Long-term plan highlights workforce issues


NHS England has published its long-awaited plan for the NHS, setting out an overall vision for how the NHS should change over the next ten years. 

The plan includes a brief section on workforce, summarised below, which covers proposals for areas including workforce supply, international recruitment, nursing and CPD. 

Detail on funding and timescales is currently minimal in some areas, but this will be set out later in 2019 in a workforce implementation plan, to be developed by NHS Improvement working with stakeholders. 

The plan acknowledges the key role of staff in the NHS and the role that employers play in ensuring staff can deliver care to patients. It also accepts the major pressures on the NHS and argues that the NHS needs to change the way staff work in order to meet changing demands. Responding to the plan, our chief executive, Danny Mortimer, said:
“The priorities set are the ones employers have articulated to us since the publication of the draft workforce strategy in December 2017, and it is particularly important that a national board is being established to oversee the workforce implementation endeavour. This should allow for greater co-ordination of priorities between and within national organisations.”

Key workforce proposals

Workforce implementation plan

A workforce implementation plan will be published later in 2019, after the HEE budget has been set by the government. This will provide clarity on the funding available for additional investment in workforce, training, education and CPD. NHS Improvement will work with stakeholders on the development of the plan in a new national workforce group. We will seek to ensure the views of employers are at the forefront of these discussions. 

 Workforce supply 

On supply, the plan acknowledges that the NHS needs to move to an overall increase in supply. Longer-term action will be discussed within the national workforce group with the aim of improving the nursing vacancy rate to 5 per cent by 2028. 


Short-term action will be taken to increase clinical placements to provide ‘as many places as universities are able to fill, up to a 50 per cent increase,’ by 2020/21. 

Newly qualifying nurses will also be offered a five-year job guarantee within the region where they qualify.

There will be the development of an online nursing degree, linked to guaranteed placements at NHS trusts and primary care, at a significantly lower cost than current undergraduate degrees. 

New ‘earn and learn’ opportunities for mental health and learning disability nursing students will be developed to help attract more mature students. 

There will be a further expansion of 7,500 nurse associates starting in 2019. 

There will be increased action to improve nurse retention with an aim to reduce vacancy rate to 5 per cent by 2028.

Medical workforce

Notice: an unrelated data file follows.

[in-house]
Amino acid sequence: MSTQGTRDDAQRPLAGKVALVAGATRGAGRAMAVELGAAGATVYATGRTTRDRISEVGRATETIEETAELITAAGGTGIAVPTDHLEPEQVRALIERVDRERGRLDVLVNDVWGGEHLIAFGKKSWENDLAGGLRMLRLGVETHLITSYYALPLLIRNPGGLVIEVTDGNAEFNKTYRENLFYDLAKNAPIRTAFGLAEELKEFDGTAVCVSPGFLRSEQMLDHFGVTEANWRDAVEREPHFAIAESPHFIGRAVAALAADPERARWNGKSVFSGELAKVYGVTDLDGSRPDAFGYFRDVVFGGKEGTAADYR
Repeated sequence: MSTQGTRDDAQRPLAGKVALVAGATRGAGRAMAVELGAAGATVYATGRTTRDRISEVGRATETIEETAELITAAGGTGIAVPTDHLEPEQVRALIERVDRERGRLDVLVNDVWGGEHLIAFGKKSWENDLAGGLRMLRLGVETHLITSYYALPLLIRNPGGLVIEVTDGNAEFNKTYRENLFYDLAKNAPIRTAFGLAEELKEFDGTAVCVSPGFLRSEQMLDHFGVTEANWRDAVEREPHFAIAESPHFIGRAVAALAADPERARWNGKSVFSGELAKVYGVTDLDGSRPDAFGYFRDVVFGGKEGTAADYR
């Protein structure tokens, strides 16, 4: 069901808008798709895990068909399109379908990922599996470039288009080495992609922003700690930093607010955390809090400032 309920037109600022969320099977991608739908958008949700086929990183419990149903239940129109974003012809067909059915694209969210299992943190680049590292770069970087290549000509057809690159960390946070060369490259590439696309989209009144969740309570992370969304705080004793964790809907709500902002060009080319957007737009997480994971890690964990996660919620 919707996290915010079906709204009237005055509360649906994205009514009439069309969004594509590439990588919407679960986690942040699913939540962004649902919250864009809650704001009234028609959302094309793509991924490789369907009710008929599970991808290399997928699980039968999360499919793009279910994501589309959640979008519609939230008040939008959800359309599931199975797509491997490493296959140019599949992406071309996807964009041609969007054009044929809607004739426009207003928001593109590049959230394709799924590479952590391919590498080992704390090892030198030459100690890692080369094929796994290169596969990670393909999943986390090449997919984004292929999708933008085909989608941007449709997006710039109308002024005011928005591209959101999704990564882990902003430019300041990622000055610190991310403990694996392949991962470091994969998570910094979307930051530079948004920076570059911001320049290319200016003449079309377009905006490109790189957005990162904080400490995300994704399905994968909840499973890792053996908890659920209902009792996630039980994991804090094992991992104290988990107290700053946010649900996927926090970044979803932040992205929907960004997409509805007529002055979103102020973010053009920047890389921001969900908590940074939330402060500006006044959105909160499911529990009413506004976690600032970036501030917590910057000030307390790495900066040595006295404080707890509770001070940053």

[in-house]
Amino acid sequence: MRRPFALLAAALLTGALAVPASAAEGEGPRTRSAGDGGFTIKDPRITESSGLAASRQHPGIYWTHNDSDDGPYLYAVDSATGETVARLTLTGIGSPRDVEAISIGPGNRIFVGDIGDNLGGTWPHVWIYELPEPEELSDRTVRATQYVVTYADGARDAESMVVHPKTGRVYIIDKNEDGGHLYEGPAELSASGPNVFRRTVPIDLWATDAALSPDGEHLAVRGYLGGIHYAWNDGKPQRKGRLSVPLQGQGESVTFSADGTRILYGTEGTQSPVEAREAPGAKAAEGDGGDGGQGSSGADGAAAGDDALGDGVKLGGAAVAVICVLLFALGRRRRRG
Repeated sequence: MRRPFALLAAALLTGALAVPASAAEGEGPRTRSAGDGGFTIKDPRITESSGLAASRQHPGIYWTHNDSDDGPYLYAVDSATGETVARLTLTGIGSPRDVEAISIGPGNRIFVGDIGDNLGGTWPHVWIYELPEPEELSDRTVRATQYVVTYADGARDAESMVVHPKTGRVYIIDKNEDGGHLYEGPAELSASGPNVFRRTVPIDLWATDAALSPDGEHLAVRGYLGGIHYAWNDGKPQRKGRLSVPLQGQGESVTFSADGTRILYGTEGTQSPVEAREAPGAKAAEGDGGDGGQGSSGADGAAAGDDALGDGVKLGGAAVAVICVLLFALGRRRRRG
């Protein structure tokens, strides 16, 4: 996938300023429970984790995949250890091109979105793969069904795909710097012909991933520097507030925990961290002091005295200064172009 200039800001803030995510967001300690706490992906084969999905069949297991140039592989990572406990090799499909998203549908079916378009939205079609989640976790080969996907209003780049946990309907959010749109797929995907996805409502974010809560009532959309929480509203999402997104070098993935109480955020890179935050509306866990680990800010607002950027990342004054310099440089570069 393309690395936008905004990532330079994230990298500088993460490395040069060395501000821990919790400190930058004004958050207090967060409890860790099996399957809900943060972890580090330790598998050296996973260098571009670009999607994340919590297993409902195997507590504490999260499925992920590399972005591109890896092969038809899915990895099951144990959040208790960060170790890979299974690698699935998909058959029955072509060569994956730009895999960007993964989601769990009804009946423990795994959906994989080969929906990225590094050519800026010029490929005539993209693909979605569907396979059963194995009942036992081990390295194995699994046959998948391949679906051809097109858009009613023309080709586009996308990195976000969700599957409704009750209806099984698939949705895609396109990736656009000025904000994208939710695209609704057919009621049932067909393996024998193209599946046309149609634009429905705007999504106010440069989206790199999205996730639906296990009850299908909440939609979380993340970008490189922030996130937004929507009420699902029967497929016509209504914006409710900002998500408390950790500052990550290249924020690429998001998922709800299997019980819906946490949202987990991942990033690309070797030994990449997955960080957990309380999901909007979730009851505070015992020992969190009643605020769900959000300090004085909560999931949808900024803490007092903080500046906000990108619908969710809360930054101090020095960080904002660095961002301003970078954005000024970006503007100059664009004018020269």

There will be work undertaken with medical Royal Colleges to address a range of issues in medical training, including development of generalist skills, movement between specialities, credentialling and incentives to better meet service needs at speciality and geography level. Newly qualified doctors entering general practice will be offered a two-year fellowship. 

International recruitment 

The workforce implementation plan will set out new national arrangements to support organisations with recruiting overseas and will seek to expand the international medical training initiative. 

The plan also contains a commitment from NHS England to work with government to ensure the post-Brexit migration system provides necessary certainty for health and social care employers, particularly for shortage roles.  


It is expected that there will be an increase in investment in CPD ‘following agreement of the HEE training budget.’

Supporting existing staff 

The plan seeks to support modern employment culture within the NHS, focusing on issues of tackling violence, bullying and harassment and promoting flexibility, wellbeing and career development.  

There will also be continued support for implementation of the Workforce Race Equality Standard (WRES) and implementation of Workforce Disability Equality Standard (WDES).

NHS Improvement will support work on improving workforce productivity by increasing use of electronic rostering and job planning.

Leadership and talent management

The plan outlines a new approach to leadership development, offering more support particularly to those undertaking the most challenging roles and including a new ‘leadership code’ and an improved ‘leadership pipeline’.  


Finally, the plan outlines an expansion of volunteering in the NHS through support for the Helpforce programme, with the aim of doubling the number of NHS volunteers over the next three years. 

Access the full plan on NHS England’s website 

Read more responses to the plan from NHS Confederation and Mental Health Network 


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